The La Prele Mammoth site is an Early Paleoindian site in Converse County, Wyoming along La Prele Creek near its confluence with the North Platte River (Supplementary Fig. 1)28,29. Test excavations by Frison in 1987 revealed the association of chipped stone artifacts with the partial remains of a subadult Columbian mammoth (Mammuthus columbi), and later excavations identified a nearby camp area preserving multiple hearth-centered activity areas. The occupation surface was buried by low energy overbank deposits, and based on the average of five radiocarbon dates on bone, the occupation occurred at 12,941 ± 56 cal yr BP30. The bead was recovered from Block B, a hearth-centered activity area approximately 11 m south southeast and upstream of the mammoth. This part of the site contained a zone of hematite- or red ochre-stained sediment that was truncated by erosion on its eastern edge. The remaining portion of the red ochre stain spanned 3.2 m2 with a hearth on its southern edge. The ochre has been geochemically sourced to the vicinity of the Powars II site, a well-documented location of Paleoindian hematite quarrying, 85 km to the southeast8,31,32,33. From Block B, over 1,000 pieces of chipped stone have been recovered including seven flake tools. Several fragments of eyed bone needles were also recovered. This area produced a faunal assemblage consisting mostly of butchered and burned remains of Bison antiquus. Distance-decay and ring and sector analyses suggest that the hearth sat within a structure approximately 3.3 m in diameter34. We recovered the bead from screened (1/16 in. mesh) sediments within the ochre stain from a 50 × 50 cm excavation quadrant approximately 1 m northwest of the hearth’s center (Fig. 1).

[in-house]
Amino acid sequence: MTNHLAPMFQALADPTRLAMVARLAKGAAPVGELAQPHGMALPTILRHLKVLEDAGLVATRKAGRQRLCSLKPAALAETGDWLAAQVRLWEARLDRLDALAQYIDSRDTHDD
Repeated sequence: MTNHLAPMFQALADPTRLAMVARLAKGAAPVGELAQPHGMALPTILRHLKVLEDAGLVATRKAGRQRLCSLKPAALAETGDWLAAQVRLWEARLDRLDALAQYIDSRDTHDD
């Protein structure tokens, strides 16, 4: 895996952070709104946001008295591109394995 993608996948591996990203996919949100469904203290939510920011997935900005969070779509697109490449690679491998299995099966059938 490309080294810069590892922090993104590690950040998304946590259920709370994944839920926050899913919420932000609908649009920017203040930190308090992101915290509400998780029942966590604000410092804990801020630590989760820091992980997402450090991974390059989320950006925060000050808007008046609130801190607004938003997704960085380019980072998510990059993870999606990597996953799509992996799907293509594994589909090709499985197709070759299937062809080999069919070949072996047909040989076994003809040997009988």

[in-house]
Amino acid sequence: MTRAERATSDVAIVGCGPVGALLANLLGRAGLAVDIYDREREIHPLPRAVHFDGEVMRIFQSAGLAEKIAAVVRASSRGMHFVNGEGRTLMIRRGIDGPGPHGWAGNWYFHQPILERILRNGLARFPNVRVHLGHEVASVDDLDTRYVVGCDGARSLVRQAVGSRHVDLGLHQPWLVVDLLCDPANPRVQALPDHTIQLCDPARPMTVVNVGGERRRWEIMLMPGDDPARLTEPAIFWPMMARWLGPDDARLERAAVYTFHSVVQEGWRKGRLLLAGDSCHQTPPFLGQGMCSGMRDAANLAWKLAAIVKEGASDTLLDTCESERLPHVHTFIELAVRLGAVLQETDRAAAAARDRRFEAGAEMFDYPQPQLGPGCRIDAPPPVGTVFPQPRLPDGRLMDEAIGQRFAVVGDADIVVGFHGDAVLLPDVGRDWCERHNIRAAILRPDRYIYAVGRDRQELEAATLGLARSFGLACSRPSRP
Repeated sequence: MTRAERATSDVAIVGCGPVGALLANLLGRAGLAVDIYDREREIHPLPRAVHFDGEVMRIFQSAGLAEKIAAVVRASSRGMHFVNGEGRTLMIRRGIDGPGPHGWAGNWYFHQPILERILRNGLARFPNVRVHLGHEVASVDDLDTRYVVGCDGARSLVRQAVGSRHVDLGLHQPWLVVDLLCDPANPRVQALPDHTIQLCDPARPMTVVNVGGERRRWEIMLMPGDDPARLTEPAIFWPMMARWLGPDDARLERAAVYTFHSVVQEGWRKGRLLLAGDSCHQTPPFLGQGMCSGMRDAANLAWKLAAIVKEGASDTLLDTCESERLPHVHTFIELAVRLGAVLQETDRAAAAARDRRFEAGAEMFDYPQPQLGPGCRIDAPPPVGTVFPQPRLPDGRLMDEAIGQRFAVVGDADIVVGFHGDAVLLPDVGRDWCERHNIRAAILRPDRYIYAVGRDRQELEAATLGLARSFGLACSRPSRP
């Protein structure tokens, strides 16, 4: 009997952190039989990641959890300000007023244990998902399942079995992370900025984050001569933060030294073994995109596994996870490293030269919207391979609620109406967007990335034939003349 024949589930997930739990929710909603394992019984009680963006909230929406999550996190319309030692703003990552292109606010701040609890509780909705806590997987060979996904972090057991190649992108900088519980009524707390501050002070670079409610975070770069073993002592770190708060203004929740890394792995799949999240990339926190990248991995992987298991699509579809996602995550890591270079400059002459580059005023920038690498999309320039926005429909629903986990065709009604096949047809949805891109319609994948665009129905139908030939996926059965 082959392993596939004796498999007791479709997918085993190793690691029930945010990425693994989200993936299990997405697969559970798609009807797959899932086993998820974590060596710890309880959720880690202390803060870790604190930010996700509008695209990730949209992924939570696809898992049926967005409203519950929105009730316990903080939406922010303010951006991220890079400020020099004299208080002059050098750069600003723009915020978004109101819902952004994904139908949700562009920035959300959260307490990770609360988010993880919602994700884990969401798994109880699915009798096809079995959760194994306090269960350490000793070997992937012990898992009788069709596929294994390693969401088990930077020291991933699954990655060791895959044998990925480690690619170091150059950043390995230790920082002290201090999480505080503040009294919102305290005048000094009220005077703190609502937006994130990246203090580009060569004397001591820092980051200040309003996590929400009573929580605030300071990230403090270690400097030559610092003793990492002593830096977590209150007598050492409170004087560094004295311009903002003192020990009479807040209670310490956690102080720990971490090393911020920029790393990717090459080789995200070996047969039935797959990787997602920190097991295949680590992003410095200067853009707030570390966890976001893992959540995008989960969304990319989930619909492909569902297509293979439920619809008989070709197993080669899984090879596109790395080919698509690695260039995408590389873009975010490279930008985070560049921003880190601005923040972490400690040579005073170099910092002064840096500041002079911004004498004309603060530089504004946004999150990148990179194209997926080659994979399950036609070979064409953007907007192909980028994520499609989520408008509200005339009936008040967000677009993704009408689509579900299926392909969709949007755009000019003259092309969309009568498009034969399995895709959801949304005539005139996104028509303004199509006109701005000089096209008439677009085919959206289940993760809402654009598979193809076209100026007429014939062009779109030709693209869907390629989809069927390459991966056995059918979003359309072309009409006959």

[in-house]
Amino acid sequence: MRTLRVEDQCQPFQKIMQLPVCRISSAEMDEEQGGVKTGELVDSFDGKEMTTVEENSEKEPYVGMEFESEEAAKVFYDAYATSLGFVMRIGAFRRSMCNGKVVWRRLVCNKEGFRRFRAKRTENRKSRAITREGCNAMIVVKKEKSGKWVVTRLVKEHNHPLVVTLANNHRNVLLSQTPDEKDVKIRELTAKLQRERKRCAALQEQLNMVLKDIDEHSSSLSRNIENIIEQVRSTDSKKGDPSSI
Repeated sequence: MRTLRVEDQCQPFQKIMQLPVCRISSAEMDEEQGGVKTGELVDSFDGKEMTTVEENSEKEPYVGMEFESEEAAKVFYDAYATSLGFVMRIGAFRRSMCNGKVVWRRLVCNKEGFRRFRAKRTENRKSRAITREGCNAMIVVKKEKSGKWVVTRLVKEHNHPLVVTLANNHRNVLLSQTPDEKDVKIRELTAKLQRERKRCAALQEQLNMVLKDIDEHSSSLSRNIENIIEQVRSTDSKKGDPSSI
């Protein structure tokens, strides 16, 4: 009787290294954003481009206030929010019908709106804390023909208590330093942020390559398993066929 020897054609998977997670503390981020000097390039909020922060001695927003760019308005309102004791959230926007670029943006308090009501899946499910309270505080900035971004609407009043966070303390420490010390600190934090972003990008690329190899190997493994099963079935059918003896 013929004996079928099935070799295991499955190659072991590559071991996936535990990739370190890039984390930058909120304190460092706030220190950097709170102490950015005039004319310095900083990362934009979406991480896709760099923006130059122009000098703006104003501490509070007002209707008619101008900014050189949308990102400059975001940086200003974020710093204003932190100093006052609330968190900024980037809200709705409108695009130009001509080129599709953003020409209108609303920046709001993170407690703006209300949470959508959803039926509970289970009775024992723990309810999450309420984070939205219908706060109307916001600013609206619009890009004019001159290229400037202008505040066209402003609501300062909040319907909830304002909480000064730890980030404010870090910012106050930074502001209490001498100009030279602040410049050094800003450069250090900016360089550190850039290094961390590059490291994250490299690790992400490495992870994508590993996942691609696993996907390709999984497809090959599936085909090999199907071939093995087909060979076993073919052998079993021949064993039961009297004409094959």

Figure 1
Plan map of a portion of the La Prele Mammoth site showing the location of the bone bead (yellow diamond) in excavation Block B. Chipped stone shown as total counts randomized within 50 × 50 cm excavation quads.
The bead is small, approximately 7 mm in length. Its internal diameter averages 1.6 mm, and it has a mean external diameter of 2.9 mm. Two deep parallel grooves with U-shaped cross-sections occur on the face of the bead aligned perpendicular to its long axis (Fig. 2; Supplementary Fig. 2; Supplementary Video 1). An oblique groove of similar size and morphology occurs closer to the other end of the bead and on a different rotational face. Whether these incisions are byproducts of manufacture, skinning, wear, or possibly decorations is not known, but similar grooves occur on Paleolithic and Archaic tubular bone beads35,36. Both ends of the bead are highly smoothed and polished. Although the bead is lightly coated in red ochre, the presence of ochre on its surface might be incidental as it was recovered from sediments that were stained by powdered hematite.
  Figure 2
La Prele bone bead showing polished ends (upper) and side view with incisions (lower).